At the “Welcome Center” of the new crusade for global justice, a cheerful young woman named Cleo is helping process fresh troops. “Do you plan on being arrested?” she asks.
After they say yes--and most say yes--she provides cards with lawyers’ phone numbers. The protesters are also handed a schedule of seminars on popular topics such as sweatshops, bicycle repair, dance, anti-oppression training and magical activism (taught by Star Hawk, a witch based in Mendocino, Calif.).
Another topic is on many people’s minds as well: a potential confrontation with police Sunday, when the anti-globalization protesters attempt to shut down the spring meetings of the World Bank and International Monetary Fund, which they accuse of neglecting the poor and harming the environment.
“I expect harsh measures,” says Cleo, 18. Declining to give a last name, she describes herself as a music student from Oklahoma.
It was a novel blend of grass-roots disorder and New Age discipline that bewildered police during last December’s global trade summit in Seattle. Now the Metropolitan Police of Washington faces the same challenging combination as a similar coalition of anti-globalization activists swarms into the capital.
At first glance, the crowd at the Welcome Center seems a throwback to a 1960s-style countercultural gathering, with its casual dress, vigorous democratic ethic and ardent belief in a more perfect world.
But on closer inspection, its members represent a very different movement, one that is notable for taking to the streets with clever organizational techniques. Beyond that, they are more media savvy than their 1960s counterparts, as shown Friday when animal rights activists dumped a truckload of horse manure near the headquarters of the World Bank, creating a carefully framed image for the cameras.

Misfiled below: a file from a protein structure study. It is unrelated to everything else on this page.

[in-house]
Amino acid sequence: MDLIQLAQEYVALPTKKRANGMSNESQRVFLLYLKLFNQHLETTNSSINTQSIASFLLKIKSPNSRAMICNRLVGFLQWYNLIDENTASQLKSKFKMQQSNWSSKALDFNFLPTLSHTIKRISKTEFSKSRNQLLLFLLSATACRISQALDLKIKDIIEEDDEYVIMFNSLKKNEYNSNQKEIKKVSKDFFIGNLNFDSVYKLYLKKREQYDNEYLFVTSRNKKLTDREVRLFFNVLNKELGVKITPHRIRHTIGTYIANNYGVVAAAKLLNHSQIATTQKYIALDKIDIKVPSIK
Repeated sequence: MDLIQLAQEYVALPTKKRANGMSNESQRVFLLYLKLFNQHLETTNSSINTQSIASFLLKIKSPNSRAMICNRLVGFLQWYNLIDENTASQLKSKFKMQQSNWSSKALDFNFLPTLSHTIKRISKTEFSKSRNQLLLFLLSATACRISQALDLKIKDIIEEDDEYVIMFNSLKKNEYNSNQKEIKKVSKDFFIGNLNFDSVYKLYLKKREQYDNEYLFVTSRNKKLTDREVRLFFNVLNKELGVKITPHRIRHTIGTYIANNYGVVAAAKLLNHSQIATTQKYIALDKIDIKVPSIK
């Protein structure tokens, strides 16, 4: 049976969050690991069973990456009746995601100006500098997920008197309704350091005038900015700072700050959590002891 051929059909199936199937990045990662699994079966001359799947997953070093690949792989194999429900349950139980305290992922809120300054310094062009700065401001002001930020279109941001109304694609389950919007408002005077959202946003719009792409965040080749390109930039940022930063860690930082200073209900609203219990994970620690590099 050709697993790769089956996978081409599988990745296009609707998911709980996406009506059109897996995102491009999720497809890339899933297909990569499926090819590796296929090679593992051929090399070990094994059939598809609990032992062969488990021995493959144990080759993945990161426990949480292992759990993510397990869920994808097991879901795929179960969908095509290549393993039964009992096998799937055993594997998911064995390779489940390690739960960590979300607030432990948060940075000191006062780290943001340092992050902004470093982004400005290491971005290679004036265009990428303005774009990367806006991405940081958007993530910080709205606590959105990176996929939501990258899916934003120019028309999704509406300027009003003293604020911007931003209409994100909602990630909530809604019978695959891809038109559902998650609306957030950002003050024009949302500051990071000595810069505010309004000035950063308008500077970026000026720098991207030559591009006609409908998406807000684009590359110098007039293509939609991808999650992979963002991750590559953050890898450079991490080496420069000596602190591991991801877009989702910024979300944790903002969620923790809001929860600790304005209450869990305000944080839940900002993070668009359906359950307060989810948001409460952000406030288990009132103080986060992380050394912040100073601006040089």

“You had the manure and truck in the foreground, and World Bank Group [sign] in the background,” explained Bruce Freidrich, vegetarian campaign coordinator for People for the Ethical Treatment of Animals.
Indeed, the world of globalization protest in the 21st century is a world of its own. There are “elves” who watch out for personal needs (such as water for the thirsty), “vibe monitors” who guard against internal conflicts and “jail solidarity persons” who are responsible for keeping Social Security numbers and other personal information about those who end up in the slammer. Decisions are hashed out by the “spokes-council,” an allusion to spokes on a wheel.
Demonstrators scheduled to take the spotlight Sunday include the “radical cheerleaders,” who gained much attention in Seattle for dispensing with blouses.
There will be puppets, including a giant “structural adjustment machine” that is a slam on the IMF’s demands for “structural adjustment” (that is, stingy budgets) in the countries that receive its loans.
But the anti-globalization crusade represents something new beyond its choice of protest paraphernalia. Grizzled veterans of earlier protest movements are struck by the new crusaders’ resourcefulness at organizing large numbers of nonconformist personalities and drawing attention to their cause from the establishment media.